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The Domestic Breeding Consortium: Odor Detection Canine Selection, Breeding, and Early Training Techniques – Presented by Karen Meidenbauer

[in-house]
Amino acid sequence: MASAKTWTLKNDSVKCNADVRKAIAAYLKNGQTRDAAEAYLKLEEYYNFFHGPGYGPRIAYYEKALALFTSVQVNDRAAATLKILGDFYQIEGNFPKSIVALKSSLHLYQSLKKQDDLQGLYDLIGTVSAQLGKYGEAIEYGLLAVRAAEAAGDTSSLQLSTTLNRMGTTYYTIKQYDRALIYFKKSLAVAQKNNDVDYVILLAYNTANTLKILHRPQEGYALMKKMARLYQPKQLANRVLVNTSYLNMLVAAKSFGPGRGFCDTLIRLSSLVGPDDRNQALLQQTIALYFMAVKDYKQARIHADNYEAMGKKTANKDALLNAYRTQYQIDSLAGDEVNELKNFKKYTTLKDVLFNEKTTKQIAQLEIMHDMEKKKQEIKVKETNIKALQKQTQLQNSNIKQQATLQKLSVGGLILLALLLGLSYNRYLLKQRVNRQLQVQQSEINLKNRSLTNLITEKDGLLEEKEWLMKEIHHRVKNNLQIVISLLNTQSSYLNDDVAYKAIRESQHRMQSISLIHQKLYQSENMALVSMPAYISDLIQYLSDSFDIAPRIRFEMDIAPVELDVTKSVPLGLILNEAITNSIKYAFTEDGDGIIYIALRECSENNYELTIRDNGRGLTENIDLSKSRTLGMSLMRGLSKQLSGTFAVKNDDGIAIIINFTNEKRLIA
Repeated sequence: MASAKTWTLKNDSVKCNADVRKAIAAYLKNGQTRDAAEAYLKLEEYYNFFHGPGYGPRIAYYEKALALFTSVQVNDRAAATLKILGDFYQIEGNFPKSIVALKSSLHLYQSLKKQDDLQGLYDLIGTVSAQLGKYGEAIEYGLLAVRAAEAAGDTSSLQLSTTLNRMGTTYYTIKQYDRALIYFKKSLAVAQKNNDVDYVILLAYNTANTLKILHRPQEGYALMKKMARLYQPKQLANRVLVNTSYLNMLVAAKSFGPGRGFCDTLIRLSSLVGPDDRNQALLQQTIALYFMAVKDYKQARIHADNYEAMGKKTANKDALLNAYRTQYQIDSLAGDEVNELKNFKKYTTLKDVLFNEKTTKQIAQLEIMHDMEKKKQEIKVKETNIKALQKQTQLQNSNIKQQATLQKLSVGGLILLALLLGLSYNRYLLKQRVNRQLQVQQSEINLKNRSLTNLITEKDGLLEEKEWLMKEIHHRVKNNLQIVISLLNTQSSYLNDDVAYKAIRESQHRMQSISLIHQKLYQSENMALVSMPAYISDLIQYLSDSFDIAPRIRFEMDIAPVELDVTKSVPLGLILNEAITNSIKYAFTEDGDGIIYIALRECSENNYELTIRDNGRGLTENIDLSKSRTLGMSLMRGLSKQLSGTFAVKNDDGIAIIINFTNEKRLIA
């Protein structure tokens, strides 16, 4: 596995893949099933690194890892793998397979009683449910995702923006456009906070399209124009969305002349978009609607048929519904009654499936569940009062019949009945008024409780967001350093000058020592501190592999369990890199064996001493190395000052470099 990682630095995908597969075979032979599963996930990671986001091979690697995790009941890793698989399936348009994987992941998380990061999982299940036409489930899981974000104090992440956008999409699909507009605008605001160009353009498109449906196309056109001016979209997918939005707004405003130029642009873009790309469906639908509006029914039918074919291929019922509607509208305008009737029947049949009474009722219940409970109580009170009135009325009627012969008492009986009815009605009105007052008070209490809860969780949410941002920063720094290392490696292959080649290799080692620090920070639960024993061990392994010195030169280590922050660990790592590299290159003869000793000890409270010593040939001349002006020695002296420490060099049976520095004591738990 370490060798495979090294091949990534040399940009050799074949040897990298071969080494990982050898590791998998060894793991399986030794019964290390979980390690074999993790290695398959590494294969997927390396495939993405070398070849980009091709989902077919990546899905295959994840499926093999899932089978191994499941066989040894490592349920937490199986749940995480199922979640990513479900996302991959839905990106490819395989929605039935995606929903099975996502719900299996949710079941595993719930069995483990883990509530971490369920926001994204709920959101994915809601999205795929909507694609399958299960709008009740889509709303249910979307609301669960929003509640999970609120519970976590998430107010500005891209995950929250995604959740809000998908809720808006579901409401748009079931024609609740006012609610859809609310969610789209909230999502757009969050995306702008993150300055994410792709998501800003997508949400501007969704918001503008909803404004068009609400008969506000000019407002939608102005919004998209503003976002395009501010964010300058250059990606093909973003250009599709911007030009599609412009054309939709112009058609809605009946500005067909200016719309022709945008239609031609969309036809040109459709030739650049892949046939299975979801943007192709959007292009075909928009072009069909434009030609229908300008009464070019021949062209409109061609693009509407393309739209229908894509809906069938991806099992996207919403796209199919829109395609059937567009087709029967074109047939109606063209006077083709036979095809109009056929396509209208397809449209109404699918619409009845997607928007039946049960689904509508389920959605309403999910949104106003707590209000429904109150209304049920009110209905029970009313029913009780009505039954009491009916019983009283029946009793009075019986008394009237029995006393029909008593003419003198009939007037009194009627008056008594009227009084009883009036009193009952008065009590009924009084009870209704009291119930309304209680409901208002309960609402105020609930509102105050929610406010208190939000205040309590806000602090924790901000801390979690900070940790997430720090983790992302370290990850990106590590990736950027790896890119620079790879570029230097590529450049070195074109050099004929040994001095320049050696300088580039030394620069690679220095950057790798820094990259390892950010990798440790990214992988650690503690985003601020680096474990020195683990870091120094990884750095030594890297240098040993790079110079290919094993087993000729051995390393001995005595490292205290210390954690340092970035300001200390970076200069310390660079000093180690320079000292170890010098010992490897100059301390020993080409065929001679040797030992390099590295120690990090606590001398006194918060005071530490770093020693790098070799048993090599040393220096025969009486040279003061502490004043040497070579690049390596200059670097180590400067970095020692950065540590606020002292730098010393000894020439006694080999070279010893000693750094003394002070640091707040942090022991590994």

Odor detection canines (ODCs) continue to play a critical role in homeland security as primary detectors of potential threats and aiding first responders. As the United States’ need for ODCs continues to grow the Johns Hopkins Applied Physics Laboratory (JHU/APL) has been tasked to ensure that the ODC user community has a sufficient and stable domestic source of quality working canines and advance ODC capabilities through a systems engineering approach of applying selective breeding, genetic and phenotypic evaluation, and early development. JHU/APL in partnership with the Department of Homeland Security, Science and Technology (DHS S&T) has stood up the Domestic Breeding Consortium (DBC). The DBC is focused on establishing and expanding a domestic supply for ODCs, developing lines of canines that are suitable for the user community’s immediate needs as well as long-term demand, and to intentionally take a scientifically based approach that can endure and improve over time. Modern scientific advances in canine theriogenology, genetic selection, neuropsychology, genomics, behavior, and physiology paired with biological and systems engineering should be used to advance traditional selection, breeding and early training techniques for ODCs. A commonality amongst commercial, government, and hobbyist communities of ODC users and stakeholders is the constant need to obtain quality operational ODCs. By defining and aggregating these phenotypes JHU/APL has established the critical foundation for developing metrics that can be used for accurate and repeatable canine selection criteria.

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